Back to proctoring MCAS…

My #edcampbos highlight reel…

On Sunday night I jumped in on #edchatma. I was still on the extreme passion high from Edcamp Boston and wanted to further the conversations started on Saturday. During the chat, someone asked what made #edcampbos such a special event. I tried to capture it in 140 characters, but it just is not possible. On Monday morning I saw a tweet urging Edcampers to share not just that we learned, but what we learned.

Here are my top five “what I learned at EdCamp Boston”:

1. Student voice is extremely powerful. Edcamp Boston participants had three opportunities to engage in sessions led by students. It was the highlight of the day for me.   A group of 5th grade students from Pine Glen Elementary School in Burlington blew me away.


Of course their knowledge and creativity was engaging, but to me it was the thoughtful and eloquent way in which they responded to questions and added their own ideas that I found the most incredible. Ten year olds that handled themselves better than many adults I know! Cramming math facts or force feeding content is not the answer. Letting kids create and explore, then share their knowledge and learning, this is the transformation that needs to occur. Bethany Rogers joined Katrina Kennett again this year after wowing the crowd last year at Edcamp Boston. Erin McGurk’s tweet below shows perfectly the impact Bethany had on the educators in her session.

erin mcgurk edcampbos tweet

2. In the midst of the morning schedule build, I was chatting with fellow organizer Liz Davis about the sessions she was putting  up. She told me that she had a new name for 21st century learning, “I call it today.” I laughed, but it was not out of humor. I am growing more and more tired of the term as it is continually being used as a term to denote some goal we are striving to reach. We are 13 years into this century. Jobs, skill sets and lifestyle have transitioned, why is it okay for schools and educators to act as if it is understandable that schools and educators have not kept pace? It is unlikely that I will be able to fix this problem in the short term, but at least I can help reposition the lingo. No more 21st Century spoken like it is sometime beyond, it is TODAY. Thank you Liz Davis.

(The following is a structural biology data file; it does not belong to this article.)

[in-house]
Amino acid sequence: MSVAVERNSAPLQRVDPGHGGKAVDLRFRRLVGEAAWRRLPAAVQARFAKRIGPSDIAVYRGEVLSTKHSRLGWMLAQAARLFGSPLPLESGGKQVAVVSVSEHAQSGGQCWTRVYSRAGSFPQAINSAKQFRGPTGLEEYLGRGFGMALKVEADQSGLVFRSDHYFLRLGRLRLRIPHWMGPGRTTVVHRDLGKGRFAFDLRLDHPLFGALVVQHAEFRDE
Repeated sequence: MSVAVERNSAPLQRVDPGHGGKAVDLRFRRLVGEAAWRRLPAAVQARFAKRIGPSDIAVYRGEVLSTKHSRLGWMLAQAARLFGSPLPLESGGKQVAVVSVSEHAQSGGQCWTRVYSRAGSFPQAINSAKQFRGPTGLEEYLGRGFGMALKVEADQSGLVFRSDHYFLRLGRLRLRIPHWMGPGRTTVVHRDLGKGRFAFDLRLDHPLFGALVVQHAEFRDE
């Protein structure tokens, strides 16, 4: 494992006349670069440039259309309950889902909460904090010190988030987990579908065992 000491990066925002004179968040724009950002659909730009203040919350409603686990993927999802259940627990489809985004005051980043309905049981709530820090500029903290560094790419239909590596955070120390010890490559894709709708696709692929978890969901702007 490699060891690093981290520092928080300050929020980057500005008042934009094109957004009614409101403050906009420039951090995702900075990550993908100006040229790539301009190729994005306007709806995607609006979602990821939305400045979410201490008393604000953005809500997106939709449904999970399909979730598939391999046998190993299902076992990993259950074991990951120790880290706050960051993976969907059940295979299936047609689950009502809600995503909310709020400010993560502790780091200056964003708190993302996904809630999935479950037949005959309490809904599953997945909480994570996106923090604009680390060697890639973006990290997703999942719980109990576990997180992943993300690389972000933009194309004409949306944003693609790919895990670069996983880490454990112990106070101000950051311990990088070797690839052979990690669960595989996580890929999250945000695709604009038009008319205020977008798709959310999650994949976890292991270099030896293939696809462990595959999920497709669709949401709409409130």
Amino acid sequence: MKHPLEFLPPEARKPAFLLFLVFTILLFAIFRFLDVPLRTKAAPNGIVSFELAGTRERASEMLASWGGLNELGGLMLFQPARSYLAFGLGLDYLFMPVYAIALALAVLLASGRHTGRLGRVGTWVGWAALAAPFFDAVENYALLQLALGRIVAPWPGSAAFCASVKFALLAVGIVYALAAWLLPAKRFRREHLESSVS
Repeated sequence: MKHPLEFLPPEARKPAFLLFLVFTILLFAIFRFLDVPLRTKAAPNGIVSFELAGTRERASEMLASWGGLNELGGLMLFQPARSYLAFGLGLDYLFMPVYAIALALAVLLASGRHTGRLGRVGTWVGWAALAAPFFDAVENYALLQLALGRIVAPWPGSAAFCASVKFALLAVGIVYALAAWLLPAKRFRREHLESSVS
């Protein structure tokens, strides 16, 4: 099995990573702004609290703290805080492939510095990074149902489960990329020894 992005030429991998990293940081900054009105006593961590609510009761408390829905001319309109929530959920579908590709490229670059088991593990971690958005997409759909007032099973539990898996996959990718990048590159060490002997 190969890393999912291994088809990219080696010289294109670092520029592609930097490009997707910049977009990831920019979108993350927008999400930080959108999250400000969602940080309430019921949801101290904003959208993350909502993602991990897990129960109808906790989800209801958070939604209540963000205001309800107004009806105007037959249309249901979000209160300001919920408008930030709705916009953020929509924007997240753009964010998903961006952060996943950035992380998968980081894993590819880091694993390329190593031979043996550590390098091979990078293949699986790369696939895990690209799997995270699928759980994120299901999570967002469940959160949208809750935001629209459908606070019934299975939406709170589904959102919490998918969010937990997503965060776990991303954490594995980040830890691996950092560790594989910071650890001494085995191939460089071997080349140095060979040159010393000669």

3. There are some amazing teachers out there. We all know that this must be the case, we hear about them and work with many of them, but it is never more clear to me than at an Edcamp, and Edcamp Boston epitomized this belief. An absolutely gorgeous Saturday, and yet more than 200 teachers were building a schedule at 8:30 in the morning with such excitement and passion, it was astounding. And then the wall went up. I often know which sessions I want to go to, but with this wall, I was perplexed. Voting with my feet was not going to solve the problem that I only have two feet and they have to choose. The good news for me was that there were no bad choices. I am still trying to process all the discussions and ideas. The sharing on twitter was incredible, and I was torn whether I should try and jump around. I was happy with my choices, but still wondered what I had missed. Just before the smackdown, I went into one of the session rooms and found this:

WP_20130504_008 – Rumor has it that Steve Guditus was responsible for this board!

4.  In the afternoon I had the privilege of hearing a 9th grade student, Sam Mahler, eloquently testify that students should not have to fight to have access to tools that allow them to learn. Sam is both dyslexic and disgraphic, but with the help of the amazing Karen Janowski and incredibly supportive parents, he has learned to use the iPad as a tool to allow him to overcome the challenges that his learning disabilities present, making it possible for him to engage in his education. The quote that most impacted me was when Sam Mahler discussed the impact of taking the iPad away from him for assessments in school.  “I am an A, sometimes a B, student on projects and assignments. I am a C or D student on tests and quizzes…they are keeping me from Harvard.” Wow. How can educational institutions continue to allow this to happen?

5. Learning and sharing is exciting and there is no better form for a teacher than an Edcamp. I  work with some incredible teachers in my school; however, all too often when we gather for “professional development” time, our time is distracted by discussions/complaints of a new policy or new initiative. The atmosphere often turns toward pessimism. Not at an Edcamp. I saw this post from Christine DiMicelli and could not agree more.

Screen Shot 2013-05-06 at 12.07.32 PM

Edcamps are engaging and enlightening. Edcamps are inspiring and they are thought-provoking. On a clear and beautiful May weekend, dedicated teachers filled the rooms at Microsoft and the atmosphere was electric.  Below is what I wrote before heading off to sleep on Sunday.

Screen Shot 2013-05-06 at 11.53.14 AM

Hope to see you all at Edcamp BLC in July!